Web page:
Canine Vaccines

Learn all about your canine vaccinations by Anecia Davis

Immunity

Your pets immune system is a lot like ours. The immune system must detect pathogens and distinguish them from your canines healthy tissue.

What is a Vaccine?

A vaccine is a substance that your local veterinarian uses to give your pet immunity to certain viruses. There are two types of immunity modified live and killed. Modified live has altered antigens so that your animal does not get the virus. The pathogens are weakened but they can still divide. A booster can be given but is not mandatory. Killed contains killed pathogens whIch can no longer divide. If your pet receives the killed form of the vaccine you must take it back to get a booster.

The All-in-One Vaccine

Distemper

A few signs that your dog may have distemper are: gooey eyes, nasal discharge, callusing of the nose and some may experience seizures. Along with these, they will also experience the common cold symptoms like a fever, poor appetite, vomiting and feeling very lethargic. This is a core vaccine.

Parvo

Along with distemper your dog will receive a vaccination for a virus called Parvo. This virus is highly contagious and is spread by coming in contact with an infected dogs feces. The most common symptoms are bloody diarrhea, fever, and a low white blood cell count. Veterinarians also keep an eye out for dehydration. This is a core vaccine.

Adenovirus 2

Your dog may have this disease if you notice a dry cough and/or white foam in the mouth. Dogs can receive this disease by staying in a kennel near other dogs who are coughing or they can simply come in contact with infected mucus. Now, no need to worry this is easily treatable. This is a core vaccine.

Parainfluenza

This is your typical flu in canines. Dogs who have this usually have a very dry, unproductive cough. Just like Adenovirus 2 this is spread by being around other dogs who are infected and are continuously coughing. Typically, the veterinarian treats this with an antitussive. This is a core vaccine.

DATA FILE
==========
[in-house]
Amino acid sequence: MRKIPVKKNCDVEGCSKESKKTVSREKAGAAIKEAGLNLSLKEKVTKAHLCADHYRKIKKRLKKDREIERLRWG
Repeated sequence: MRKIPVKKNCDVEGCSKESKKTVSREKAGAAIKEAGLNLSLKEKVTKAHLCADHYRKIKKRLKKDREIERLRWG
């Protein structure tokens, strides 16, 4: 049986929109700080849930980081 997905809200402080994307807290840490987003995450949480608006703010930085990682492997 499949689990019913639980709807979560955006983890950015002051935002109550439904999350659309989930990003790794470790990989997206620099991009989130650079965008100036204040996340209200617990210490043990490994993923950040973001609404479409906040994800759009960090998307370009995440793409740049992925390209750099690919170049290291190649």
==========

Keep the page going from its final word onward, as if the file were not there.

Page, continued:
Vaccines Given Individually

Rabies

Unlike the diseases above, this is zoonotic. Zoonotic means that the disease can be transferred from an animal to a human. You or your pet can receive this disease from coming in contact with saliva from an infected animal. Signs of rabies are foaming of the mouth, being very lethargic and in some cases aggressive. Unfortunately, this disease is incurable. The disease is fatal due to the fact that it attacks the nervous system. This is a core vaccine.

Bordetella

Bordetella is also known as "Kennel Cough". This vaccine Is typically given to pets that spend a lot of time at boarding kennels or that participate in dog shows. It is difficult to diagnose due to the fact that the major symptom is coughing. Your pet can receive this disease from other dogs in the kennel by being around them while coughing or coming in contact with discharge. Bordetella can be treated by giving your pet an antitussive prescribed by your local veterinarian. This is a non-core vaccine.

Leptospira

Leptospira is also known as Lepto. Typically, this is common in animals and people who are around lakes or ponds where cattle or wild life enter the water often. For instance, if you were duck hunting and your dog were to retrieve the duck out of the water, if the water were infected it Is likely that they just received the disease. Unless you participate in those kinds of activities, it is less likely for your pet to contract this disease. This disease has one thing in common with rabies; it's zoonotic. Your dog may experience some joint pain, a fever, lameness, and depression. Lepto is treatable with some antibiotics like penicillin or tetracycline. In order to give your pet the best protection from this disease, it is best to give them the vaccine. This is a non-core vaccine.

Borrelia Burgdorferi

Borrelia Burgdorferi is also known as Lyme disease. This disease occurs mainly in dogs who participate in hunting regularly. Dogs come in contact with it by being bit by a deer tick. Popular symptoms are joint pain, fever, lack of appetite and shifting-leg lameness. Unfortunately, this disease is very hard to treat. On the bright side, your dog can live with it and be treated for the symptoms. This is a non-core vaccine.